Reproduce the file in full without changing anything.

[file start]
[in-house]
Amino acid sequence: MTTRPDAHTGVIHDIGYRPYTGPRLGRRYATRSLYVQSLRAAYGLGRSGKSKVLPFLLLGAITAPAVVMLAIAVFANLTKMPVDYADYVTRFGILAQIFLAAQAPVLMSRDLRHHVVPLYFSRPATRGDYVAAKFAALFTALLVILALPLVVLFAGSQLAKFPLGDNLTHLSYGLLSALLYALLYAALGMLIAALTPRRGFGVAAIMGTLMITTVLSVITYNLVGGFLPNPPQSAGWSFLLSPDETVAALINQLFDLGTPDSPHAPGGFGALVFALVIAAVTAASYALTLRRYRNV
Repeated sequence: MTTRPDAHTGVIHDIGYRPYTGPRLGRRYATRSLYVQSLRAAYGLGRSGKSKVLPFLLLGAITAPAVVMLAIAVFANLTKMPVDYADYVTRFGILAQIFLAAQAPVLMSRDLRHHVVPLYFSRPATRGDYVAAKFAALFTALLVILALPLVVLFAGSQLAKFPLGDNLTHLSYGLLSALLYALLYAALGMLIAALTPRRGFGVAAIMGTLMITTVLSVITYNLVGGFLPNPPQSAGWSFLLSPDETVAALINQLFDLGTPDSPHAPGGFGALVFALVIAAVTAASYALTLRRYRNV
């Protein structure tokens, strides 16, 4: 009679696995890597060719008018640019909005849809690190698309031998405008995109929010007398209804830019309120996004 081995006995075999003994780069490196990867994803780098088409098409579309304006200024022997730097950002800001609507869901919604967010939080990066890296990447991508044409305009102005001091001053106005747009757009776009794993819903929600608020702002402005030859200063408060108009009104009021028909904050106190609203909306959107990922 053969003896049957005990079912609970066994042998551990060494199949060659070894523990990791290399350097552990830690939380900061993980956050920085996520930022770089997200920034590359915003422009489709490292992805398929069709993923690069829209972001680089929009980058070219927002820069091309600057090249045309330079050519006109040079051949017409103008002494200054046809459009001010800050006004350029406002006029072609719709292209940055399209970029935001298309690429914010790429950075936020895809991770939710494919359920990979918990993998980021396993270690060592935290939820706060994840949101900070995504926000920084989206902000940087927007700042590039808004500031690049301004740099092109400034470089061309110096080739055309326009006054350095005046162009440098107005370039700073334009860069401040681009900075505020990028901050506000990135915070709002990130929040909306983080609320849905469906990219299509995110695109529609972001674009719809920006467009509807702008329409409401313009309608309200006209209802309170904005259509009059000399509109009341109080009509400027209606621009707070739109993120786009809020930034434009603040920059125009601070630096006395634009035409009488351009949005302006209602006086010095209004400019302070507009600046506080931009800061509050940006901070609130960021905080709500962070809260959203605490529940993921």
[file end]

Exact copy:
[in-house]
Amino acid sequence: MTTRPDAHTGVIHDIGYRPYTGPRLGRRYATRSLYVQSLRAAYGLGRSGKSKVLPFLLLGAITAPAVVMLAIAVFANLTKMPVDYADYVTRFGILAQIFLAAQAPVLMSRDLRHHVVPLYFSRPATRGDYVAAKFAALFTALLVILALPLVVLFAGSQLAKFPLGDNLTHLSYGLLSALLYALLYAALGMLIAALTPRRGFGVAAIMGTLMITTVLSVITYNLVGGFLPNPPQSAGWSFLLSPDETVAALINQLFDLGTPDSPHAPGGFGALVFALVIAAVTAASYALTLRRYRNV
Repeated sequence: MTTRPDAHTGVIHDIGYRPYTGPRLGRRYATRSLYVQSLRAAYGLGRSGKSKVLPFLLLGAITAPAVVMLAIAVFANLTKMPVDYADYVTRFGILAQIFLAAQAPVLMSRDLRHHVVPLYFSRPATRGDYVAAKFAALFTALLVILALPLVVLFAGSQLAKFPLGDNLTHLSYGLLSALLYALLYAALGMLIAALTPRRGFGVAAIMGTLMITTVLSVITYNLVGGFLPNPPQSAGWSFLLSPDETVAALINQLFDLGTPDSPHAPGGFGALVFALVIAAVTAASYALTLRRYRNV
């Protein structure tokens, strides 16, 4: 009679696995890597060719008018640019909005849809690190698309031998405008995109929010007398209804830019309120996004 081995006995075999003994780069490196990867994803780098088409098409579309304006200024022997730097950002800001609507869901919604967010939080990066890296990447991508044409305009102005001091001053106005747009757009776009794993819903929600608020702002402005030859200063408060108009009104009021028909904050106190609203909306959107990922 053969003896049957005990079912609970066994042998551990060494199949060659070894523990990791290399350097552990830690939380900061993980956050920085996520930022770089997200920034590359915003422009489709490292992805398929069709993923690069829209972001680089929009980058070219927002820069091309600057090249045309330079050519006109040079051949017409103008002494200054046809459009001010800050006004350029406002006029072609719709292209940055399209970029935001298309690429914010790429950075936020895809991770939710494919359920990979918990993998980021396993270690060592935290939820706060994840949101900070995504926000920084989206902000940087927007700042590039808004500031690049301004740099092109400034470089061309110096080739055309326009006054350095005046162009440098107005370039700073334009860069401040681009900075505020990028901050506000990135915070709002990130929040909306983080609320849905469906990219299509995110695109529609972001674009719809920006467009509807702008329409409401313009309608309200006209209802309170904005259509009059000399509109009341109080009509400027209606621009707070739109993120786009809020930034434009603040920059125009601070630096006395634009035409009488351009949005302006209602006086010095209004400019302070507009600046506080931009800061509050940006901070609130960021905080709500962070809260959203605490529940993921």